Lenz Winery’s 2005 Cuvée RD: With the first batch of this popular sparkling wine sold out, Lenz Winery held back several dozen cases to continue the aging process, a practice the French use to create Récemment Dégorgé (RD) Champagne. This extra step brings out a rich, sumptuous, nutty earthiness that overlays the wine’s original muted fruit base. 38355 Main Road, Peconic. 631-734-6010, lenzwine.com
Pellegrini Vineyards’ 2005 Reserve: Dubbed “the pride of Pellegrini Vineyards,” this elegant red blend offers multiple layers of dark fruit, backed with bold tannins and a rich aroma. 23005 Main Road, Cutchogue. 631-734-4111, pellegrinivineyards.com
Channing Daughters Winery’s 2004 Pazzo: Simply put, “Pazzo is delicious.” Literally put, “pazzo” is crazy in Italian. Now in its second bottling, this batch spent seven years in the barrel. Placed outside for several years, these barrels faced the heat of summer and cold of winter, creating a magical elixir of weathered aromas and flavors including figs, caramel, orange peel, Christmas spices, raspberry liqueur, nuts and dried fruit. 1927 Scuttlehole Road, Bridgehampton. 631-537-7224, channingdaughters.com
If were to ask someone walking along Fifth Avenue to describe the flavor of the East End, you can almost guarantee their mind will go straight to the world-famous lobster rolls and rosé of summer, but that’s not the full picture. The flavors of fall in the Hamptons and on the North Fork are uniquely exquisite and are not something your taste buds can afford to miss. Our East End culinary experts share how they define the flavor of fall and what dish on their menu truly encapsulates that flavor.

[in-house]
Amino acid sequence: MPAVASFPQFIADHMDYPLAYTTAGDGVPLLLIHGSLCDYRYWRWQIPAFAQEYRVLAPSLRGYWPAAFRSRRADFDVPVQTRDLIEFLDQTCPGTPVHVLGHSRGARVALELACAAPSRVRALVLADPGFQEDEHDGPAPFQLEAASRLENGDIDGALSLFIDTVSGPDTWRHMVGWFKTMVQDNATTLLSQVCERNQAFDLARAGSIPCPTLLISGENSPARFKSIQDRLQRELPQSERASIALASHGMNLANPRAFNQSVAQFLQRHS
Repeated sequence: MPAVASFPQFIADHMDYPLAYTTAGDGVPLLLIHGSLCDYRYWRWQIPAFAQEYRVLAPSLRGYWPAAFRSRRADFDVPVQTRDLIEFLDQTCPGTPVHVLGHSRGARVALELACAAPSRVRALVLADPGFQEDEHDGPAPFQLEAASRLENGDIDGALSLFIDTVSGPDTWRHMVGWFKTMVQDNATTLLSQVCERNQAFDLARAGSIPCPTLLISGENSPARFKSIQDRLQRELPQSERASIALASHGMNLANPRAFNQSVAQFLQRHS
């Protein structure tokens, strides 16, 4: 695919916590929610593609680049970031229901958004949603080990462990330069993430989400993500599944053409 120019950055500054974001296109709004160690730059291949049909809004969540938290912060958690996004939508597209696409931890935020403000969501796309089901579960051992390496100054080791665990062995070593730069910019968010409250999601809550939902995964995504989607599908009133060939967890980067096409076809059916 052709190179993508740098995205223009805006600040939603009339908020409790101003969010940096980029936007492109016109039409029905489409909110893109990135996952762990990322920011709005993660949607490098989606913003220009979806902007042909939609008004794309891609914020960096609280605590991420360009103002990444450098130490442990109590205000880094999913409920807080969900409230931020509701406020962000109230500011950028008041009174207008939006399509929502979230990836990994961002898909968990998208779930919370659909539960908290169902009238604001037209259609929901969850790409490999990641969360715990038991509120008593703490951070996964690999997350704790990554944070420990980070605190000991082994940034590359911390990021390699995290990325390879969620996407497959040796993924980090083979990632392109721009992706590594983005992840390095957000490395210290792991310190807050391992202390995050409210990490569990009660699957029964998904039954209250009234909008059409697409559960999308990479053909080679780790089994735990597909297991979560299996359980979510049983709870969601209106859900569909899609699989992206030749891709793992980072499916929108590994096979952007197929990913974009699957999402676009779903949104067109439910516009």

“When thinking of fall flavors, what I think of is pumpkin and apple,” Salt & Loft owner Barry Bernstein shares, adding that homemade pumpkin and apple pie are ideal dessert picks to complement the fall specials. “We’re going to have a grilled salmon with a homemade sauce, wilted spinach, crisp fingerling potatoes and mango chutney. And then we’re going to have a grilled New York strip steak with a special steak sauce, paired with cream spinach and potatoes.” 145 Main Street, Westhampton Beach. saltandloft.com
Cappelletti owner Luigi Tagliasacchi agrees that pumpkins are a great addition to any fall menu, as are roasted acorn squashes with butter. His pumpkin offerings include pumpkin soup and the wildly popular pumpkin ravioli with sweet butter. “We do it traditionally Parmigiano style from Parma—with Parmigiano-Reggiano and local pumpkins in it,” he says of the ravioli. “That’s one of our mainstays for the fall!” 3284 Noyack Road, Sag Harbor. cappellettirestaurant.com
When contemplating the flavor of fall, Pierre’s owner Pierre Weber’s finely-tuned palate immediately calls to mind one of the French restaurant’s most famous lobster dishes. “It is the flavor of a lobster bisque with grated gruyère and a safran rouille, [paired with] a glass of Gigondas, of course,” he says. 2468 Main Street, Bridgehampton. pierresbridgehampton.com
“Fall on the stretch is special—it stays warmer longer and the sunsets are breathtaking,” says Leigh Goodstein, manager of Clam Bar at Napeague. “Warm fall sun pairs great with a plate of ice-cold oysters and a Wölffer rosé cider. When the evenings get chilly, you can’t go wrong with a warm bowl of steamers and a hearty Montauk Pumpkin Ale.” 2025 Montauk Highway, Napeague. clambarhamptons.com
“We love cooking with seasonal vegetables at Elaia Estiatorio. Fall cooking brings us earthy flavors, vibrant colors and ingredients with loads of nutritional sources,” says chef Radu Grigore. “The Kolokythi Tis Epochis at Elaia is a delicious, nutritious, autumnal salad featuring local roasted organic acorn squash, organic pink lady apples, feta cheese, mint, pistachios and an apple cider honey dressing.” 95 School Street, Bridgehampton. elaiaestiatorio.com